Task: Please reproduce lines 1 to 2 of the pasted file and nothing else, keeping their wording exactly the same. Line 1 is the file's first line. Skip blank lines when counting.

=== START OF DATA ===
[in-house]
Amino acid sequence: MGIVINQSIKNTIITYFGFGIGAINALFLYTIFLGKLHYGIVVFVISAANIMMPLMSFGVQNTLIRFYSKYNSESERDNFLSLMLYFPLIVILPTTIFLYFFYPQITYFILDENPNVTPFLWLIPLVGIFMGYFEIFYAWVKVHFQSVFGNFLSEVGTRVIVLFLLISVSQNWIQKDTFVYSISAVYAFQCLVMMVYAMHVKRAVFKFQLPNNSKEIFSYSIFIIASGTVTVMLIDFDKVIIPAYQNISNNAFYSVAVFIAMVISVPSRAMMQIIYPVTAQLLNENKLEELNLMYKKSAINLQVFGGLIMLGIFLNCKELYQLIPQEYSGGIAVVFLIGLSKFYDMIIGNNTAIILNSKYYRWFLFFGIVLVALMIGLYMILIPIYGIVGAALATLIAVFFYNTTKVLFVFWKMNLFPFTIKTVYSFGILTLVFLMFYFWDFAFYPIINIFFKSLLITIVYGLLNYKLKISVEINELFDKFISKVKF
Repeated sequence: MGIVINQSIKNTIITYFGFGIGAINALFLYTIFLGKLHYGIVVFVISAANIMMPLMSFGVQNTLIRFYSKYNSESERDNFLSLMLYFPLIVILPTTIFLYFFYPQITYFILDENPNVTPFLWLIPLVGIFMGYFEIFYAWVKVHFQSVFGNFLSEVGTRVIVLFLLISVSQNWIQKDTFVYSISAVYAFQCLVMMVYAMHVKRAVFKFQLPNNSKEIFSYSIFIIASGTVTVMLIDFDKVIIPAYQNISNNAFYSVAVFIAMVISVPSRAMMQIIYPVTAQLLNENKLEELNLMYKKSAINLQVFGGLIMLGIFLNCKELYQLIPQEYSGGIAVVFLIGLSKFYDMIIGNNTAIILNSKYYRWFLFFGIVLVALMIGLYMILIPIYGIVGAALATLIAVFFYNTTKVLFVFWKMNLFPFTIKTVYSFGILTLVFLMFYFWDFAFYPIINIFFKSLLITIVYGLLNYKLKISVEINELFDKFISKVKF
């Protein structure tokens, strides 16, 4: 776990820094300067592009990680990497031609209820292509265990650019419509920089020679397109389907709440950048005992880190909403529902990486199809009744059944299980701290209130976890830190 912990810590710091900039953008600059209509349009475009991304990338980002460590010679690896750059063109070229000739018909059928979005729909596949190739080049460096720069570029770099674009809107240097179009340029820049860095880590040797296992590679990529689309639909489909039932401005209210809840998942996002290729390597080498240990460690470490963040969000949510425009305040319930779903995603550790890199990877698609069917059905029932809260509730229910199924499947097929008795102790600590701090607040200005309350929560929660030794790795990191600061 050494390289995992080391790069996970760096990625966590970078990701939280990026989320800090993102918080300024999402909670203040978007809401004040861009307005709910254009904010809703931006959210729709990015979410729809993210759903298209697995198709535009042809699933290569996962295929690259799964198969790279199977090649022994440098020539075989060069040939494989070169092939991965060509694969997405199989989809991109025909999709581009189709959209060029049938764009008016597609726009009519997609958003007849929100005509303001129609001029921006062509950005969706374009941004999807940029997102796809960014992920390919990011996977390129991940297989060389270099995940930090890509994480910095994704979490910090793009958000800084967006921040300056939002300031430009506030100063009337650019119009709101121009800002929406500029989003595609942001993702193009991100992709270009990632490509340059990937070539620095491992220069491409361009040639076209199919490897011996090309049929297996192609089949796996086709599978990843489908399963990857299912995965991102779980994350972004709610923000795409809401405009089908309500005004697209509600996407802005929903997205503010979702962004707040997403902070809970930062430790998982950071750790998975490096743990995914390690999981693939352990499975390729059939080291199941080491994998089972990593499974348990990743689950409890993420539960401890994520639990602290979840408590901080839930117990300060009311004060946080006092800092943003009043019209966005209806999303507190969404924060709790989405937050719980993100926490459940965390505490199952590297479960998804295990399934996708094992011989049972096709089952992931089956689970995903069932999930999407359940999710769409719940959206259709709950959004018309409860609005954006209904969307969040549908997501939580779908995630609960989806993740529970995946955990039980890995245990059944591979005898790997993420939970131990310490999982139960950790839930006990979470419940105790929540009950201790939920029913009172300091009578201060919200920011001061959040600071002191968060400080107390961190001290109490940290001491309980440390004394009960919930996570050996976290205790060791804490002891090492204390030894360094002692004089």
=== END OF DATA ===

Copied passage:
[in-house]
Amino acid sequence: MGIVINQSIKNTIITYFGFGIGAINALFLYTIFLGKLHYGIVVFVISAANIMMPLMSFGVQNTLIRFYSKYNSESERDNFLSLMLYFPLIVILPTTIFLYFFYPQITYFILDENPNVTPFLWLIPLVGIFMGYFEIFYAWVKVHFQSVFGNFLSEVGTRVIVLFLLISVSQNWIQKDTFVYSISAVYAFQCLVMMVYAMHVKRAVFKFQLPNNSKEIFSYSIFIIASGTVTVMLIDFDKVIIPAYQNISNNAFYSVAVFIAMVISVPSRAMMQIIYPVTAQLLNENKLEELNLMYKKSAINLQVFGGLIMLGIFLNCKELYQLIPQEYSGGIAVVFLIGLSKFYDMIIGNNTAIILNSKYYRWFLFFGIVLVALMIGLYMILIPIYGIVGAALATLIAVFFYNTTKVLFVFWKMNLFPFTIKTVYSFGILTLVFLMFYFWDFAFYPIINIFFKSLLITIVYGLLNYKLKISVEINELFDKFISKVKF